14th December 2016
By Peter Argyle, CNPA Convener
I have written many times in this column since I took on the Convenor’s role about the serious issues we face across the Park with regards to housing and the need for homes that people living and working in the Park can afford. This was, as I predicted, a subject that attracted a huge response in our recent National Park Partnership Plan consultation.
A couple of weeks ago the Planning Committee had before it an application for six houses on a site in Rothiemurchus. The proposal, put forward by an incredibly committed group of local folk, showed what can be achieved when landowners, locals and community housing interests work together and whilst the solution they developed cannot be replicated everywhere, it showed what can be achieved.
The site is about 250m south of Inverdruie and was once occupied by a sawmill which operated until the 1960s. Whilst there are a few visible remains of the sawmill, the site has regenerated to such an extent over the decades that it was not a ‘brown field site’. This, combined with the location, meant that it could not be considered positively as a site for open market housing.
However, CNPA policies are more flexible when it comes to developing genuinely affordable housing. The group behind the proposal formed the Inverdruie Housing Co-operative and worked with the Highland Small Communities Housing Trust and the Rothiemurchus Estate to devise a truly innovative proposal.
Four of the six houses will be for members of the co-operative and are being made affordable through a combination of a low site purchase cost and the use of the HSCHT Rural Housing Burden, which effectively prevents the properties ever entering the open market and so remaining affordable.
The two remaining properties will be open market housing. They will therefore cross-subsidise the other four, ensuring the landowner receives value for the whole site, while greatly reducing the purchase cost of the four affordable plots.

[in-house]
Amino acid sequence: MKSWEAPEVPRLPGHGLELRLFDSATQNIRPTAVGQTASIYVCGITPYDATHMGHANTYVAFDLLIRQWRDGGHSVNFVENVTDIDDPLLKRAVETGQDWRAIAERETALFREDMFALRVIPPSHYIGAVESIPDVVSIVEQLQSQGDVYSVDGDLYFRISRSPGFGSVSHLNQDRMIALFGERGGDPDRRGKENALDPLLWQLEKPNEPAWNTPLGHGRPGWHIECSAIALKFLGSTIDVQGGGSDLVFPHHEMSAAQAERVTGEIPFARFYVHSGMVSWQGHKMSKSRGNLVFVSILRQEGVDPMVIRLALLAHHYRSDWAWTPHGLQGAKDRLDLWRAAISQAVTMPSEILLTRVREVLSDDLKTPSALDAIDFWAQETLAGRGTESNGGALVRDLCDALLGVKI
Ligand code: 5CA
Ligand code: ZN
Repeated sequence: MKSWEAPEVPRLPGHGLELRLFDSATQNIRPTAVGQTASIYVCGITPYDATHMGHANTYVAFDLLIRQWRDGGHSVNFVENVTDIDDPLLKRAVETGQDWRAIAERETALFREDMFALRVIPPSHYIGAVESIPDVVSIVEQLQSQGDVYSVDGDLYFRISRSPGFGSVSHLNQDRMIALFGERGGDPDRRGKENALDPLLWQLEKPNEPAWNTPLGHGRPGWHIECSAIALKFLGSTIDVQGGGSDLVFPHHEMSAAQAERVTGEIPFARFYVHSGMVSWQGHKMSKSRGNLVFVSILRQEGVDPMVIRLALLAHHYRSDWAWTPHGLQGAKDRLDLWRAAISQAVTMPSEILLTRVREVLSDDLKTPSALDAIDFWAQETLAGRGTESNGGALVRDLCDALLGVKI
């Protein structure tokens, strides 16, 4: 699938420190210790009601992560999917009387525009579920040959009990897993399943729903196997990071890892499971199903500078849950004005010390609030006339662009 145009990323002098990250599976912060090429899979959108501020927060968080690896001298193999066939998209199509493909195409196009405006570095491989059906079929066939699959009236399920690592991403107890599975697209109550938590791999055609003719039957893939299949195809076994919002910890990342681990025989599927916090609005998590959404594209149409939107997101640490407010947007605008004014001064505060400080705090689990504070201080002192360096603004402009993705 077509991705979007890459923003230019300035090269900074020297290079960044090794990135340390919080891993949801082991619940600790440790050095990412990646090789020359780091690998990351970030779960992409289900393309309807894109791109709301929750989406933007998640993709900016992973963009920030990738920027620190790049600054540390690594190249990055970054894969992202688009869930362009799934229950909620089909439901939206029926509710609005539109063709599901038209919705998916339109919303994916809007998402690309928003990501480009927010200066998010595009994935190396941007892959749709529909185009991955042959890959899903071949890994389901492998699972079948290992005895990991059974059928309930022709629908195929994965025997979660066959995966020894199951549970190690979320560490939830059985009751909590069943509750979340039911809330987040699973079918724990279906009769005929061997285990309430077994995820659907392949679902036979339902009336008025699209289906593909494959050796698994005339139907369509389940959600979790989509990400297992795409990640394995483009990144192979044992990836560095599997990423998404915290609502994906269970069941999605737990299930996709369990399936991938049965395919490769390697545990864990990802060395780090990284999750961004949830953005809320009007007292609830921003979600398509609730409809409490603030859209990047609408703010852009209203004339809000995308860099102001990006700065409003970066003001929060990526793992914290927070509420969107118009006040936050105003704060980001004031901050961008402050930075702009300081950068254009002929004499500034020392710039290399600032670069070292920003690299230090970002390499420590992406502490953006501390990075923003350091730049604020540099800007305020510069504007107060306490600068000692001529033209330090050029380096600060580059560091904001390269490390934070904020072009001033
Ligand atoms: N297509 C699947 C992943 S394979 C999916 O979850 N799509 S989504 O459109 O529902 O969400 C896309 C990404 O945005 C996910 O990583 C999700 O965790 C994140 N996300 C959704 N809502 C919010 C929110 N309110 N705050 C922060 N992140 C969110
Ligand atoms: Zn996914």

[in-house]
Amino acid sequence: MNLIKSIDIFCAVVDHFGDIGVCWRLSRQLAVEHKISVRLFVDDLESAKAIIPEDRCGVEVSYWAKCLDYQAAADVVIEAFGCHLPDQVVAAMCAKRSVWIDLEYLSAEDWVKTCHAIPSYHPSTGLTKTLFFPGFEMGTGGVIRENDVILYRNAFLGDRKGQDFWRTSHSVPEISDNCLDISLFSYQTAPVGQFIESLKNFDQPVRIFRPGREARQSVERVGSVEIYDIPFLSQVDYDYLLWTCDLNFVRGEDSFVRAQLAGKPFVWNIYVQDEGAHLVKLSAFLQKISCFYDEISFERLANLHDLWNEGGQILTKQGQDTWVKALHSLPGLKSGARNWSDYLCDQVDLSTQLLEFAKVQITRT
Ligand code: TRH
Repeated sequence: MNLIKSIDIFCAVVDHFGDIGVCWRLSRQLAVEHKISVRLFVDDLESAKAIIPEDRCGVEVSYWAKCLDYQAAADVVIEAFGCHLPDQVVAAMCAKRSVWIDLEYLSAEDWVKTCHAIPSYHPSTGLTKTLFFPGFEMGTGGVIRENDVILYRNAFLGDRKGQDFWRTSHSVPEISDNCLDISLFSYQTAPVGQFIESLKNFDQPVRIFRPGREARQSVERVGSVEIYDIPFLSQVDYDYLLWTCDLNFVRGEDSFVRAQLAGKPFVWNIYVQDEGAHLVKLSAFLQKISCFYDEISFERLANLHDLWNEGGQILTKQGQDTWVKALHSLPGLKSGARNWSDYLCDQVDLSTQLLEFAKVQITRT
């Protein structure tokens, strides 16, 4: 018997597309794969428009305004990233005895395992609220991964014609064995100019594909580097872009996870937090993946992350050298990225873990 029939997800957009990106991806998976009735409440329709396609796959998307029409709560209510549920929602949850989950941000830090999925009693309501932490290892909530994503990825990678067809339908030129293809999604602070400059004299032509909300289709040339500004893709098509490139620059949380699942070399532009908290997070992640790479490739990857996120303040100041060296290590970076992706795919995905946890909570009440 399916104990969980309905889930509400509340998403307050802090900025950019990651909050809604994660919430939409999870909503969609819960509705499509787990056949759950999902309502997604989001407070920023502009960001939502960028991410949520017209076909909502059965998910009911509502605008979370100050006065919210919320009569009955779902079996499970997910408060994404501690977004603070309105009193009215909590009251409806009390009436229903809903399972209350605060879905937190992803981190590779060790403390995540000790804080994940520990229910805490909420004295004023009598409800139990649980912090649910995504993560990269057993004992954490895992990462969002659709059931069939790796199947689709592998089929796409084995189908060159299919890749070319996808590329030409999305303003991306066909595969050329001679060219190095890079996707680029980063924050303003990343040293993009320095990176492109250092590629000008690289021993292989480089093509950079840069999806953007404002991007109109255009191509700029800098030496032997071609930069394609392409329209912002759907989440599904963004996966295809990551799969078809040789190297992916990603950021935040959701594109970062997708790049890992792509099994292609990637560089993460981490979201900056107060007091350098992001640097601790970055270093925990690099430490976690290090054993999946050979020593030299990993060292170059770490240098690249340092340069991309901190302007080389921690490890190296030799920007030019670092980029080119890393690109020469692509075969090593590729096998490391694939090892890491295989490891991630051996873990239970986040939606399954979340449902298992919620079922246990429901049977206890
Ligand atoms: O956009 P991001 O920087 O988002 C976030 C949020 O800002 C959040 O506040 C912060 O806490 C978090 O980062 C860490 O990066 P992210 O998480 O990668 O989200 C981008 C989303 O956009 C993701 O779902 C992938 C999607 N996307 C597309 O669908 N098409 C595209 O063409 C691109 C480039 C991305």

The use of the HSCHT Rural Housing Burden meant that the landowner could sell the four plots at a fraction of their theoretical open market value secure in the knowledge that they would not appear shortly afterwards offered for sale at the full market price. The four affordable houses will therefore be created without any public subsidy and will be affordable in perpetuity.
After hearing from the co-operative and giving proper consideration to the environmental and ecological impacts of the development, the planning committee whole-heartedly approved the application.
I am aware that it took a number of years to bring this application forward and recognise how difficult it must have been for all concerned to devise this extremely positive solution. The committee wished the applicants well and expressed the hope of being able to visit the site when the project is complete.
In a world that at times seems impossibly gloomy, it was really good to see this application and this solution come forward. I do most certainly wish the co -operative every good fortune in realising their plans and congratulate them for the hard work and dedication they have put into the scheme.